How hot was July 2023?
and how historic was it really?
There have been numerous claims in the news regarding record-breaking global temperatures in July 2023; however, this is somewhat misleading. Here's the full story: First, Figure 1 represents the July historical temperature anomaly. It was certainly a record-setting year for July, on the order of 0.75 °F above the previous record anomaly. It should be noted that ENSO status will not be formally determined for some months. How does this compare to all months?
Figure 2 shows the anomalies for all months. The last month in black is July 2023. It's worth noting that it might not even be a top ten anomaly month. Certainly, a 2 °F anomaly is worth noting, as it doesn’t happen that often. So, what's the big deal about July?
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The media chose to focus on the actual temperature, and for good reason due to the impact on human health. July is the warmest month of the year, and when combined with a large enough anomaly, you have a record temperature. Take a look at Figure 3. The black line represents the year 2023. Earlier in the month, a large anomaly set a monthly temperature record. If you look at the gray line in January, you will notice similar daily abnormalities that correlate to the peak anomaly in Figure 2. We should mention that we appear to have broken single-day anomalies slightly in July.
A quick digression Why is July the warmest month if these are global temperatures? Wouldn't the north and south balance out? The key point here is that these are surface temperatures, and the global north has more land mass than the global south (see Figure 4). Given the same solar radiation, for example, 2 meters over cool ocean water will be lower than 2 meters above land.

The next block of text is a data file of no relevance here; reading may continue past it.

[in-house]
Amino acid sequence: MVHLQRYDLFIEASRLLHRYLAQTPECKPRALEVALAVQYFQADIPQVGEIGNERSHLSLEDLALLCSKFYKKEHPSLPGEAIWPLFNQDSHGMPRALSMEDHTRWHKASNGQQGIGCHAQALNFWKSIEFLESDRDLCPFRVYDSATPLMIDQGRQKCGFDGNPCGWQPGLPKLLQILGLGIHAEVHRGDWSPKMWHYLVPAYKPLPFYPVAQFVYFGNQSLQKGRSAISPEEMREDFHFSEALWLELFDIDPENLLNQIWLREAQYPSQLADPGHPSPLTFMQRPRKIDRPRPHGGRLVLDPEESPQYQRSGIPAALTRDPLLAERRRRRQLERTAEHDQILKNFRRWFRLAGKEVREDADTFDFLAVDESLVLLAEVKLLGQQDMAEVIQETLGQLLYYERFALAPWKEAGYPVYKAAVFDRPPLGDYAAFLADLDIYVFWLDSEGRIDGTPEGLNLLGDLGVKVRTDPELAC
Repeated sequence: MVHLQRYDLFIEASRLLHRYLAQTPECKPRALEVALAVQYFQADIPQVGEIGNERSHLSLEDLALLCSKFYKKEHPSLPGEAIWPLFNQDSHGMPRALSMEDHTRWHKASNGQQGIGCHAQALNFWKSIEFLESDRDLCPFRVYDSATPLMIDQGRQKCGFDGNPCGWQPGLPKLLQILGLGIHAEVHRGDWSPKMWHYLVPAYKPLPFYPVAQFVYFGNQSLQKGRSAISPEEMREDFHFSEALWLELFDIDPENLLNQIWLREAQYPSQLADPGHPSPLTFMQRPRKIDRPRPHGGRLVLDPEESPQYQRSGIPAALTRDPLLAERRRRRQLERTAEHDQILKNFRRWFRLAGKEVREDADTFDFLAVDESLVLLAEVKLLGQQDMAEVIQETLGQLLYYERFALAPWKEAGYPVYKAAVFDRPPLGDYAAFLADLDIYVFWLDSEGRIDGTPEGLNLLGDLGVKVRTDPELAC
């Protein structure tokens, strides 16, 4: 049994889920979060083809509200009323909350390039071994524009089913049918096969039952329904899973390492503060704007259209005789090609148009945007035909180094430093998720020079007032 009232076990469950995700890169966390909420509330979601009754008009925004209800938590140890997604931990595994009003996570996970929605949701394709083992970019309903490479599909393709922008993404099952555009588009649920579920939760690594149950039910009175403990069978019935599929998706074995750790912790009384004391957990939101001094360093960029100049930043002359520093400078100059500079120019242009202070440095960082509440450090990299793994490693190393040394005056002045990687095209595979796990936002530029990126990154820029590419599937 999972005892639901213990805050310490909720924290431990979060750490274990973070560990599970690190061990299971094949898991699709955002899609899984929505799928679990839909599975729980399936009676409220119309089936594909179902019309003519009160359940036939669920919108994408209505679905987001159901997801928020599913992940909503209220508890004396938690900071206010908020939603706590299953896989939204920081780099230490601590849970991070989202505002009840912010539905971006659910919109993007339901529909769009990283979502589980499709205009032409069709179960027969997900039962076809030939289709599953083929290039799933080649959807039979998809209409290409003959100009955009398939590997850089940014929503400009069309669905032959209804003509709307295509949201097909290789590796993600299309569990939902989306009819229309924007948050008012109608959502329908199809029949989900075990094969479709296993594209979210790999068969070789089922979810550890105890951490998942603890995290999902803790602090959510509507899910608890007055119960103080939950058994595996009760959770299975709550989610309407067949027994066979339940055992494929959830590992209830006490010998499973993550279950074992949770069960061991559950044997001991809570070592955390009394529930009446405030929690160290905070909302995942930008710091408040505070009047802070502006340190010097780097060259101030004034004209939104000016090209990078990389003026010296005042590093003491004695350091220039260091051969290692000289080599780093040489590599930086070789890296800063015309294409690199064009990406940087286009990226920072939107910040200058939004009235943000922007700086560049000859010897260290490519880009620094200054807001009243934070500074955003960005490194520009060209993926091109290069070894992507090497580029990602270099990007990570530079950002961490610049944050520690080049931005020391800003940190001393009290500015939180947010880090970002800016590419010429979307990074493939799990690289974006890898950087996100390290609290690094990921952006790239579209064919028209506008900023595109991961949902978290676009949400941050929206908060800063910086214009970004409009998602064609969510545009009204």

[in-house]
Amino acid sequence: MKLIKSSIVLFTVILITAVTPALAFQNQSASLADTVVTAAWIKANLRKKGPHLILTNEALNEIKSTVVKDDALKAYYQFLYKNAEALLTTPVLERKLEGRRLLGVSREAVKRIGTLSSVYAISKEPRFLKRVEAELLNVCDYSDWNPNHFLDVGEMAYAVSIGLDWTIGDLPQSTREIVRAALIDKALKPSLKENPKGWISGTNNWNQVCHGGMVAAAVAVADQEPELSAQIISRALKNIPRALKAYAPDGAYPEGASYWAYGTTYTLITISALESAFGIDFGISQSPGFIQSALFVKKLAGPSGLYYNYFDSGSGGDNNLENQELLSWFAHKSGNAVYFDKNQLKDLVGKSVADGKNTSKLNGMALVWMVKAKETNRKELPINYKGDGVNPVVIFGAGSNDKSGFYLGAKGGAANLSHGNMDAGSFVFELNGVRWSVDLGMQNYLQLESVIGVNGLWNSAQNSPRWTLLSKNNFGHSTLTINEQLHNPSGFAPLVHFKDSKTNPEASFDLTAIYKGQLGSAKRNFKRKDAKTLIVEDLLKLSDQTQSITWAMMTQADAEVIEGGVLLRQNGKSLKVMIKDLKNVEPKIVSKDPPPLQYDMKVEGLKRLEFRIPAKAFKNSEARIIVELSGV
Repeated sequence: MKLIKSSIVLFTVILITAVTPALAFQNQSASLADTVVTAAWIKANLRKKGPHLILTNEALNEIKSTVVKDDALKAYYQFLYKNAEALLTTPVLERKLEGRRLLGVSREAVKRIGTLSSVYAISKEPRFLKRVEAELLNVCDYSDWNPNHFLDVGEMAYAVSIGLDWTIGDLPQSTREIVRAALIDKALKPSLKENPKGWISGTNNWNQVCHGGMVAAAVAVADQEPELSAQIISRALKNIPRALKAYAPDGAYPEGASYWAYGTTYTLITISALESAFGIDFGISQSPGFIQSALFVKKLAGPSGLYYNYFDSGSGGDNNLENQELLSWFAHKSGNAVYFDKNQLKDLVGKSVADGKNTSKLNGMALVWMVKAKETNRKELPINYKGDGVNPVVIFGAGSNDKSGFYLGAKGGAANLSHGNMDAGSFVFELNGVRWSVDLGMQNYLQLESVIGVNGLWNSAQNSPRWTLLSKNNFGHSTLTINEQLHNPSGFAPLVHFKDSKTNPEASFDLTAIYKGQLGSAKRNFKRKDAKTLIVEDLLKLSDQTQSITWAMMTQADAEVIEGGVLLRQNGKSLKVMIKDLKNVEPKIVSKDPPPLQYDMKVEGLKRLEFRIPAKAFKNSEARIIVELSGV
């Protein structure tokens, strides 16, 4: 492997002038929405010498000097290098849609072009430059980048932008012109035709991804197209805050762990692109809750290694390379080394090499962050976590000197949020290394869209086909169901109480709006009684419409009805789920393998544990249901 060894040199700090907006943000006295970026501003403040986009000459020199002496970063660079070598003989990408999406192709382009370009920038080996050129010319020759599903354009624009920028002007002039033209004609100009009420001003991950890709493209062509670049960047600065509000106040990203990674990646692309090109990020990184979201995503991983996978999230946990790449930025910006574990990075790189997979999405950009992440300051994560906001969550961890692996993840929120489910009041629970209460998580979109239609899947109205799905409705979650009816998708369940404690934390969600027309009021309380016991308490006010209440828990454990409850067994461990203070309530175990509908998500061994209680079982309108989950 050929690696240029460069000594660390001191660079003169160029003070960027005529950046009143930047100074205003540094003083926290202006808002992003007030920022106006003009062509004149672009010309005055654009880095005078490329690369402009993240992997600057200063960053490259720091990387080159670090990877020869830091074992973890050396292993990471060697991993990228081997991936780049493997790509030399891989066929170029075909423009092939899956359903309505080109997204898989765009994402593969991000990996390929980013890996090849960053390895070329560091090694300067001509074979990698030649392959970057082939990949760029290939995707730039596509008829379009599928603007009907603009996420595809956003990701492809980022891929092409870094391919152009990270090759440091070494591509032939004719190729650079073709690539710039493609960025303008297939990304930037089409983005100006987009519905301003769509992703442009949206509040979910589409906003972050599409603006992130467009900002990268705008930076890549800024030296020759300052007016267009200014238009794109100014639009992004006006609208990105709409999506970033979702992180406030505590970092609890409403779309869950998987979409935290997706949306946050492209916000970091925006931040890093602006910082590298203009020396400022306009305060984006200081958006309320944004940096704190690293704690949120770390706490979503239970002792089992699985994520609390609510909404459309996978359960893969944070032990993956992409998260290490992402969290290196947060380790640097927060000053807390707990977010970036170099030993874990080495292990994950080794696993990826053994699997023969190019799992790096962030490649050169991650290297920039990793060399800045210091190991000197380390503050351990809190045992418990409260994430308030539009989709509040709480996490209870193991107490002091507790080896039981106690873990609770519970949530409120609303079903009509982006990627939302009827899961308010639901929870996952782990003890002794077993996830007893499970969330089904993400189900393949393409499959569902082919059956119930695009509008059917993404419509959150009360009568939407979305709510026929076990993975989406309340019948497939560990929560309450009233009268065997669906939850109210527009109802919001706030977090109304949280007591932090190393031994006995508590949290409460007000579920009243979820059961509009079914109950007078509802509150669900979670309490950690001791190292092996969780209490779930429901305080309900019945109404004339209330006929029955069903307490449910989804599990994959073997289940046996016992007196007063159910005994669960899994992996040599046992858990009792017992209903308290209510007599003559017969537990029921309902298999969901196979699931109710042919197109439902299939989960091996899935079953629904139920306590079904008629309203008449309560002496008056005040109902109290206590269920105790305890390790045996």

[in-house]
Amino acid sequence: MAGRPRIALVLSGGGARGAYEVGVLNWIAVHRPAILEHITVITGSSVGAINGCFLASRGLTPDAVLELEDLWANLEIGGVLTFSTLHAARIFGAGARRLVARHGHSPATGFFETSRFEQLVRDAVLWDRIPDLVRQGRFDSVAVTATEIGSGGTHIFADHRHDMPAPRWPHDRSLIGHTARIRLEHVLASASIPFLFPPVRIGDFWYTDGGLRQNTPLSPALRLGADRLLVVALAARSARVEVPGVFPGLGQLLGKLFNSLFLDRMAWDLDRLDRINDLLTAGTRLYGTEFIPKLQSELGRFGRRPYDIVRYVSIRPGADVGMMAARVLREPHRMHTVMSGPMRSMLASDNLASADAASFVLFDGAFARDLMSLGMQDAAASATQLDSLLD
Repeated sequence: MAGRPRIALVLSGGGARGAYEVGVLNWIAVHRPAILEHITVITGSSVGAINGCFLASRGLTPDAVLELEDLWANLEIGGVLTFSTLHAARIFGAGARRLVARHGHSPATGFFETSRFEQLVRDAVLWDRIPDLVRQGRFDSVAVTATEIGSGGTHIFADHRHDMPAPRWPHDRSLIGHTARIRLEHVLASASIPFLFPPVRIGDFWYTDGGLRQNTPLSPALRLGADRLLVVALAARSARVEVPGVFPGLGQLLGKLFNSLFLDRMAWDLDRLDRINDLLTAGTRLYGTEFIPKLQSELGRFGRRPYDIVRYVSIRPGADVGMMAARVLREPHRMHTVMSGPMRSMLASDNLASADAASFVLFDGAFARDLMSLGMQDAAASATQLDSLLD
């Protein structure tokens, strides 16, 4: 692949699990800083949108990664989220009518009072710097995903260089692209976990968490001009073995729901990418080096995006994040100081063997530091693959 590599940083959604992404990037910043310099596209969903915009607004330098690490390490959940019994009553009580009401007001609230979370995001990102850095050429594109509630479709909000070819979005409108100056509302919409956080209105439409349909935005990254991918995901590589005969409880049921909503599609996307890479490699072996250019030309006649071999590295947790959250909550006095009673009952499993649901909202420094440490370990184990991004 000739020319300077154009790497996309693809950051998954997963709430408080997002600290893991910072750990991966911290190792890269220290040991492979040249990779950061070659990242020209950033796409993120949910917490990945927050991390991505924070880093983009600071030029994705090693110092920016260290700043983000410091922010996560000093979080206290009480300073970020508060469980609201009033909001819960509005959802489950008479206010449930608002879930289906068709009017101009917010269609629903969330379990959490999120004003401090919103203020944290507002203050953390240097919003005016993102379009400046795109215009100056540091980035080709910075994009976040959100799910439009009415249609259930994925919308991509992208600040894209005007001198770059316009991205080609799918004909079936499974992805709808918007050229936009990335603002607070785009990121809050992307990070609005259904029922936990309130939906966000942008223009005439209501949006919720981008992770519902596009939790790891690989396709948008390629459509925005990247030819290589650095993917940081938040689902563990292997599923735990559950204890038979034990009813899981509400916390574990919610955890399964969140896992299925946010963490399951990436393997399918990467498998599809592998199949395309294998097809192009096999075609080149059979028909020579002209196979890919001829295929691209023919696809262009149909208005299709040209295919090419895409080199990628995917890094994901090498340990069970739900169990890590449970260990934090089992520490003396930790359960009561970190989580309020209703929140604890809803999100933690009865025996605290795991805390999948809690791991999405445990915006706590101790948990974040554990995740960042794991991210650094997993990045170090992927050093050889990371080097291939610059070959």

Finally, keep in mind that the global average temperature is just that: a mean. How is that dispersed globally? Figure 4 displays how anomalies differ around the world. The July 2023 Global Climate Report also points out that
Globally, July 2023 set a record for the highest monthly sea surface temperature anomaly (+0.99°C or +1.78°F) of any month in NOAA's 174-year record. July's sea surface temperature anomaly was 0.07°C (0.12°F) higher than the previous all-time record-high anomaly set in June 2023.
Now, there is a reason to talk about record global temperatures, as they do impact human health. Record anomalies in January aren't as dangerous as record anomalies in July, although we should acknowledge that July 2023 was not a record in terms of anomalies. With El Niño on the way, we could see a new anomaly record set before the end of the year. Of course, the narrative will be different, as a warmer winter for Europe would be a plus this year given the country's natural gas problems.
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Let me conclude by noting that I am not trying to downplay the significance of July 2023. The temperatures did set new records. The climate is warming and will continue to warm. My purpose is to place the month in its proper historical context.
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ENSO data from Oceanic Niño Index (ONI)
June Global Temperature anomalies from NOAA NCEI